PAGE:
For my response to Brook’s book ‘The Empty Space’ I have separated out and identified some key insights.
REPETITION IS DEADLY
The first insight, is the necessary but also self-destructive nature of repetition in rehearsal. A challenge for any successful work of theatre is to find a way to overcome the deadly, hollowing out of liveliness that occurs from repetition. A successful theatre must embrace its own ephemeral nature - it must respect the dynamic, shifting, ever-evolving understanding of the play itself.
The rules of rehearsal should not calcify or become stagnant, and this is expressed in the need for evolving challenges.
To begin with, there should not be any people who watch the rehearsal as ‘hostile faces’ could be creatively stifling. In the early phases there is a need for excesses, indulgences and incomprehensibility for which a trusting and safe environment is a precondition. However, like any of Brook’s rulings this is contingent on where the group is at in their creative process. At certain points in the process it may become entirely necessary for spectators to add tension, to break up habits and to catalyse group organization and precision.
Aggressive language and tone might be necessary at certain points in the process in the interest of speed and consolidation, however at other points this may be stifling.
Director is there to help group evolve towards ideal situation. To ‘attack and yield’, to ‘provoke and withdraw until the indefinable stuff begins to flow’.
OVERPREPARATION IS DEADLY
The director can prepare as much as they want, but given the fleshy nature of the materials of theatre there is no way for them to understand a play by themselves. It is of primal importance for the form and construction of the play to evolve continuously - ‘iterating, changing, scrapping’ as the whole gradually takes form.
Other members of the team have their own sensibilities which are likely to ‘turn searchlights’ onto the director and their process. An actor might do something ‘unexpected and true’ in rehearsal, and the director must have enough flexibility in their structure and vision to allow others to take this up and respond.
By soaking up these ‘searchlights’, the director can take advantage of the emergent creativity and richness of group creation methods. However, this creates a point of tension as at other moments the director will need to take hold of their judgement to provide compactness and focus to the vision.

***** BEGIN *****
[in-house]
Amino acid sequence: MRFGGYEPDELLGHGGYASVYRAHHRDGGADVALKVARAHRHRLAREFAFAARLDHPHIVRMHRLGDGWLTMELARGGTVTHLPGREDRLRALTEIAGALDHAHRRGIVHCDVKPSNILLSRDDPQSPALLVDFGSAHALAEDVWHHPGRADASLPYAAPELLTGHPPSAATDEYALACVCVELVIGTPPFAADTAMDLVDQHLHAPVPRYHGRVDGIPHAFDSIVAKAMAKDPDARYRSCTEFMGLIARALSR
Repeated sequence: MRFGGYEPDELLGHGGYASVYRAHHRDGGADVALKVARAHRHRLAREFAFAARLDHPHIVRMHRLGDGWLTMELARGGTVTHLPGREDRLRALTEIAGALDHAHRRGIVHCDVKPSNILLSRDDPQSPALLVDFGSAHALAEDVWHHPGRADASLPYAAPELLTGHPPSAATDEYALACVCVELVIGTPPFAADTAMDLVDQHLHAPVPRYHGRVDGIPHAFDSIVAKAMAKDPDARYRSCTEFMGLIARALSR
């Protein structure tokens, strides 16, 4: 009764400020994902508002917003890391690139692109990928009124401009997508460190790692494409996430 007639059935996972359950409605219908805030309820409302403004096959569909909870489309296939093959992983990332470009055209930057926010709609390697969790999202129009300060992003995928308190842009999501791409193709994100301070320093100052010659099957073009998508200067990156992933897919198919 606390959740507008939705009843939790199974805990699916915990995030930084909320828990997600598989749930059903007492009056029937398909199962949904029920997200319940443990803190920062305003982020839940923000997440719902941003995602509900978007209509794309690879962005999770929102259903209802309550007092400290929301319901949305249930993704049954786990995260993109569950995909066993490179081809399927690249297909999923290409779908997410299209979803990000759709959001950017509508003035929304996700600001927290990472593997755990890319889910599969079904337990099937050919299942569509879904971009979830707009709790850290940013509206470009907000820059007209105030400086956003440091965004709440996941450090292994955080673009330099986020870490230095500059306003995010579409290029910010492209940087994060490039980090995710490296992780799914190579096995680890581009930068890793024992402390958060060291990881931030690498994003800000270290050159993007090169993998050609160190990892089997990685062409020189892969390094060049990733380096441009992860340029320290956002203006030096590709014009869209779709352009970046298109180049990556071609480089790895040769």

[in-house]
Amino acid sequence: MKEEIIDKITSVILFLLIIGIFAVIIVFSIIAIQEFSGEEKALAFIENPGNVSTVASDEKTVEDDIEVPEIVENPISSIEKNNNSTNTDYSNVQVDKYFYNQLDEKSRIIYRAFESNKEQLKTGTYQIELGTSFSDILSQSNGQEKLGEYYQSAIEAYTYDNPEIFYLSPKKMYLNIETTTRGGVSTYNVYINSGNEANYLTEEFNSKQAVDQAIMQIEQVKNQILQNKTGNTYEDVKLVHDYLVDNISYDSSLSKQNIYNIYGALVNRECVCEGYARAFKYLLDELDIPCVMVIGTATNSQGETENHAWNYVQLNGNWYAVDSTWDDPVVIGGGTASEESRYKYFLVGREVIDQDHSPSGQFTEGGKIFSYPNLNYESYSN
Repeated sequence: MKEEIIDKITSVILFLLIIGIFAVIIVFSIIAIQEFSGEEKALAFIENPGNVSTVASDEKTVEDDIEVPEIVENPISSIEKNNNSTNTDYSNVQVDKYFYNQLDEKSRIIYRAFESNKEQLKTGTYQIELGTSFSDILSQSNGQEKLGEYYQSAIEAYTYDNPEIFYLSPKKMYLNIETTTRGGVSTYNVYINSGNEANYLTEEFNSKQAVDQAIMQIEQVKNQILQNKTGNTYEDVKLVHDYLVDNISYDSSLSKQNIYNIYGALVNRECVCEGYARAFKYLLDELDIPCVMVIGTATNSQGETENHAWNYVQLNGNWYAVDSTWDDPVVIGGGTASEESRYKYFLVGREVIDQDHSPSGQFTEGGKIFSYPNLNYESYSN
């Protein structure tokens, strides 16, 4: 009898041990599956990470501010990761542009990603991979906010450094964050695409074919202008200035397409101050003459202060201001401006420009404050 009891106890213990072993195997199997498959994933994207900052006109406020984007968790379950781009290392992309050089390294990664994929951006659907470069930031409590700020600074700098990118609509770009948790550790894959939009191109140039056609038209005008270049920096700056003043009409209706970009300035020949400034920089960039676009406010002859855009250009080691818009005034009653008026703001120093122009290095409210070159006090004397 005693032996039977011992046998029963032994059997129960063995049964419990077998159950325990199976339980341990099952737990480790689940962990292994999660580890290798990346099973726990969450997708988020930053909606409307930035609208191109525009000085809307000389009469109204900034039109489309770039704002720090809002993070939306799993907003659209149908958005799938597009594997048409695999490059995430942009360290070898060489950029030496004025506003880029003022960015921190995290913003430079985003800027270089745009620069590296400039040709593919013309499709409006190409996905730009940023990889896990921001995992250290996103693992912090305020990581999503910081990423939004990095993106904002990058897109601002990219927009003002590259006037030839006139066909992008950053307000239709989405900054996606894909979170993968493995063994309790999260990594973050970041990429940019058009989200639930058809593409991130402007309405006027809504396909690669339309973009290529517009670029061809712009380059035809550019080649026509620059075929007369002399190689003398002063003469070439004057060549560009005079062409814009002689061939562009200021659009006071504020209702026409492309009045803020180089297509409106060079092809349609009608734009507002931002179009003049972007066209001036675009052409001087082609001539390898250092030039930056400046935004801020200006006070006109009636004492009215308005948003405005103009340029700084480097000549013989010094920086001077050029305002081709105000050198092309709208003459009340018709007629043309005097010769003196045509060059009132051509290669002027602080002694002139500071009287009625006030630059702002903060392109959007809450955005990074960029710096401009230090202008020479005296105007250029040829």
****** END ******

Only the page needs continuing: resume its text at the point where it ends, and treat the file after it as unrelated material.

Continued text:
Ideally, the form of the directors ‘blueprint’ is ‘incomplete’; ‘clarity without rigidity’, or ‘open’ rather than ‘shut’- with the later the finalization of the design the better.
Managing a successful rehearsal is certainly more of an Art, than a science, with there being a time and place for almost any kind approach. The goal for rehearsal is to identify what the group is lacking, and to adjust catalysts and structure accordingly.
The observer plays a critical in the development of theatre. During rehearsal the ‘vital assistance’ of the observer comes from the director, whereas in performance it is the audience. In both cases, the gaze is what galvanizes and activates a performance, elevating the ‘watcher’ to a very vital and active role. The watcher is embroiled in this interaction with the performers whether they are aware of their participation or not. This more spectral definition of interaction is an interesting provocation to the more physical definitions that are common today.
Brook’s theatre is always interactive, as it takes place in the emotional environment that is created by the interactions between directors, designers, audience and stage.
A SIMULATIONIST APPROACH TO THEATRE
The Fuchs piece encourages ‘simulating’ a world with its own customs, inhabitants and aesthetics before making design decisions about a particular feature of a play. A ‘theatrical world’ map seems like a good way of enhancing a sense of coherence and verisimilitude across various design decisions in a project.
This has some interesting parallels with a simulationist approach to game design, where a designer makes use of simulation to generate narrative events. These systems are often designed to encourage emergent behaviour which in the context of theatre production could introduce some interesting improvisational elements. I am interested in exploring this connection in further blog posts and experiments.